Getting a quote on new countertops might sound straightforward (measure the kitchen, measure the stone, done and done). But those who have done their research will quickly learn that it’s not that easy.
The price of new countertops depends on a range of factors, including:
Whether you’re paying by the square foot or by the slab
Inconsistencies across the slab
Entryway and space constraints
If you’re wondering how your stone fabricator figures it all out, here’s a glimpse into everything they need to consider.
Paying by the Square Foot or by the Slab
Stone fabricators with limited inventory typically charge by the slab. In this case, even if you only need to use a portion of the slab, you’ll likely end up paying for the whole thing. Special order material will almost always be charged by the slab, so that the fabricator doesn’t have to take on the cost of unused material.
Larger fabricators (such as Stone Interiors) that keep a wide variety of colors in stock are often able to charge by the square foot. They factor all the variables (like the fabrication equipment needed for that material) into the square foot price, making it fairly easy to calculate the homeowner’s final cost.
The type of material you choose (granite, marble, etc.) has a huge impact on both the slab and square foot price. Some materials are more difficult to extract, fabricate, or transport, giving them a higher price tag.
If you’re paying by the slab, the type of material could also affect the number of slabs needed for your job. For the sake of safe handling, every material has a limited slab size: an engineered quartz slab may come in different standard sizes than granite or marble slabs.
The strength of the material could also determine how large the slab can be, and therefore, how many slabs need to be used for the job. Certain materials come in smaller sizes, simply because they have a higher risk of breaking during transportation.
Your stone fabricator will likely talk to you about seam placement before they can give you an accurate quote.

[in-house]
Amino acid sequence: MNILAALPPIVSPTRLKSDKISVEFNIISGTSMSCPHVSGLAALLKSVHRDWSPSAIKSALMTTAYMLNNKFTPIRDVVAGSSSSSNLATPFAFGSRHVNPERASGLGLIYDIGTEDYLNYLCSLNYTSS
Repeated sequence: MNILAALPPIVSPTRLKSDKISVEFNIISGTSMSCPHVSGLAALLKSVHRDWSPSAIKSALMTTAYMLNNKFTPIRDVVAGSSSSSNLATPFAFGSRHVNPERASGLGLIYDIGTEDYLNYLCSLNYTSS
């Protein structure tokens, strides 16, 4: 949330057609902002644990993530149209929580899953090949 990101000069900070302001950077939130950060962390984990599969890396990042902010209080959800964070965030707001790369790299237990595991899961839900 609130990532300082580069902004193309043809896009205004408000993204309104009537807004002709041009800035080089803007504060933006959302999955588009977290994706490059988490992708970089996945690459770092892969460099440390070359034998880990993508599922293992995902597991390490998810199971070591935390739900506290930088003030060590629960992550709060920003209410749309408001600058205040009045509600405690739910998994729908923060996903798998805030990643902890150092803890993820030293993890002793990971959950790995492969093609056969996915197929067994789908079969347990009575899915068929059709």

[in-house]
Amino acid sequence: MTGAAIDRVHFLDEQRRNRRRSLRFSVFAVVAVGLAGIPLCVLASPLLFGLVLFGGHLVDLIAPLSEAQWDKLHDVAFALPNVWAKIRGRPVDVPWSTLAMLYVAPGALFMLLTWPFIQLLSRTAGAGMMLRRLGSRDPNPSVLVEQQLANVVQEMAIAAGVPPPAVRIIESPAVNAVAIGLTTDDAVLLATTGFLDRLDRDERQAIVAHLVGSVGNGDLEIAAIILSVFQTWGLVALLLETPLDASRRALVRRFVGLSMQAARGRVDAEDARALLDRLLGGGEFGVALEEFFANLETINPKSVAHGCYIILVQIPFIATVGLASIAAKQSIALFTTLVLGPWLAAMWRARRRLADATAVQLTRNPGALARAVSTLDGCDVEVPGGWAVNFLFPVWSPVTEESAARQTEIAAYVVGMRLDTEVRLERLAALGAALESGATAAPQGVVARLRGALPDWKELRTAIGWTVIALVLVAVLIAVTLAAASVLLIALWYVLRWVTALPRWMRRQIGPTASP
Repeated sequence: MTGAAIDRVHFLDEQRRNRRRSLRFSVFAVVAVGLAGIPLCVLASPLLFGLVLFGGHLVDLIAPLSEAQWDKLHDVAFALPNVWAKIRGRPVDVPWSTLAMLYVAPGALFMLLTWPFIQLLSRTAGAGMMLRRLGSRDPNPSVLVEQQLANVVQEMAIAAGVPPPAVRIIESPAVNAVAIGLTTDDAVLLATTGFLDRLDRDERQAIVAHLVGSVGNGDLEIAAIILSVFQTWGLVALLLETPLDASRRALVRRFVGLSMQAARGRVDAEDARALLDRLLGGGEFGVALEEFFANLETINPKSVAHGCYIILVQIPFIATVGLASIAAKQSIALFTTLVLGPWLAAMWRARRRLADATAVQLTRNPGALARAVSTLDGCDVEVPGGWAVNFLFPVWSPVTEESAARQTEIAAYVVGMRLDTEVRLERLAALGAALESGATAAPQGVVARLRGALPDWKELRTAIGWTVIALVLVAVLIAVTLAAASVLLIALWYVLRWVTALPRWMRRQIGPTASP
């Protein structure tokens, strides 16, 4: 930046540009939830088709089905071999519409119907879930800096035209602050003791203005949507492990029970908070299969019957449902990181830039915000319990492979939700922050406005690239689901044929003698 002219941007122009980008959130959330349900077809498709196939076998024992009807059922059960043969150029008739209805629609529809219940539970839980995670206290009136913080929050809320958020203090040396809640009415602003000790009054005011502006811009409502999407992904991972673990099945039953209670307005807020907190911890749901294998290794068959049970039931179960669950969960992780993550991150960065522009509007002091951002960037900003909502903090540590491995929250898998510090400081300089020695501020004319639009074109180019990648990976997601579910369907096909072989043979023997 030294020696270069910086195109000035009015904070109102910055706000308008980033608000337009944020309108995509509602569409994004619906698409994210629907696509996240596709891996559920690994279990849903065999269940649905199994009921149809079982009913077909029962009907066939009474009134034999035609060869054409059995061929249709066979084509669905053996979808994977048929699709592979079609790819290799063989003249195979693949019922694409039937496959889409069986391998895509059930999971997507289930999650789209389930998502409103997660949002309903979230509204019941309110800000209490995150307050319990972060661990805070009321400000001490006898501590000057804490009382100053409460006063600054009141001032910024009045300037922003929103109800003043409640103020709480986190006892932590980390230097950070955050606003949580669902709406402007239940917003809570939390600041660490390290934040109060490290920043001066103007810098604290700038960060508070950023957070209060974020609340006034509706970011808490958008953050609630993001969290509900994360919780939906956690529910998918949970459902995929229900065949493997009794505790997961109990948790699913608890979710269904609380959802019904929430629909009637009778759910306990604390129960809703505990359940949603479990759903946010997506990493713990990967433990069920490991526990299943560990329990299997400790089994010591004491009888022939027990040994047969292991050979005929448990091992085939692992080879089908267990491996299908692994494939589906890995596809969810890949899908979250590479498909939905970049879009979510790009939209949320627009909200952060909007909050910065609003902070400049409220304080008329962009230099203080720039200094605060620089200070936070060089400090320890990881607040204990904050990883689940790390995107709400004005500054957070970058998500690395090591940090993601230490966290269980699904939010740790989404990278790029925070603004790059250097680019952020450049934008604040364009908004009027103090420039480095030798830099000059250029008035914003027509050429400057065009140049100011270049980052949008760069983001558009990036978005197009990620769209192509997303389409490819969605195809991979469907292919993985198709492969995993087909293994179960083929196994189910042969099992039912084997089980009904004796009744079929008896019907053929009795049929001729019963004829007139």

If the material you’ve chosen has a very consistent pattern, then seam location may not be a concern. No matter where the separate countertop pieces are cut from the slabs, the pattern will be uniform across the seams.
But if you choose a material with a lot of color variation and patterning, then a typical slab layout (one that maximizes material usage) may not give you the most attractive seam transitions.
If you’re interested in getting the best “vein match” at seams for a material with a lot of variation, ask your fabricator if you can purchase a digital layout. Advanced fabricators can use software to import slab photos and your countertop dimensions, allowing them to plan and visualize the best possible locations for your seams.
A digital layout usually comes with an added fee, and you may need to purchase additional material to achieve the perfect look. But many homeowners choose this option in order to visualize their space before fabrication, and have the peace of mind that they’ll love their countertops for years to come.
Inconsistencies Across the Slab
Although one slab may be large enough to get the job done, there are often veins, inconsistencies or imperfections in the slab. This is especially likely in natural stones like granite, marble, and quartzite.
Viewing the slab in person, if possible, is always a good idea. Natural stone (even after it’s been polished) can have different surface textures, as well as small pits and fissures. Engineered quartz slabs may also have small variation in patterning.
Many homeowners appreciate the natural, unique characteristics of the stone, and prefer to keep these features in their finished countertop. Others prefer to avoid them. Seeing the slab before fabrication allows you to identify the features that you want as a focal point, or eliminate them from your job entirely.
Entryways and Space Constraints
It’s easy to dream up a gorgeous, expansive kitchen island – but someone has to get that thing in the door.
In some cases, one slab might be large enough to fabricate your entire island without any seams. But if it’s too large for the entryway, a seam will be added in order to transport and install the island in the home.
The Measure Technician who visits your home will take all of this into consideration before giving you a final quote.
These are just a few factors that impact the final cost of your countertops. Unfortunately, it’s not as easy as breaking out a tape measure and making some educated guesses. So it’s crucial that you hire a trustworthy professional to laser-measure your space and talk to you about your options before they make the first cut.
Now, for the fun part: choosing the perfect material for your countertop.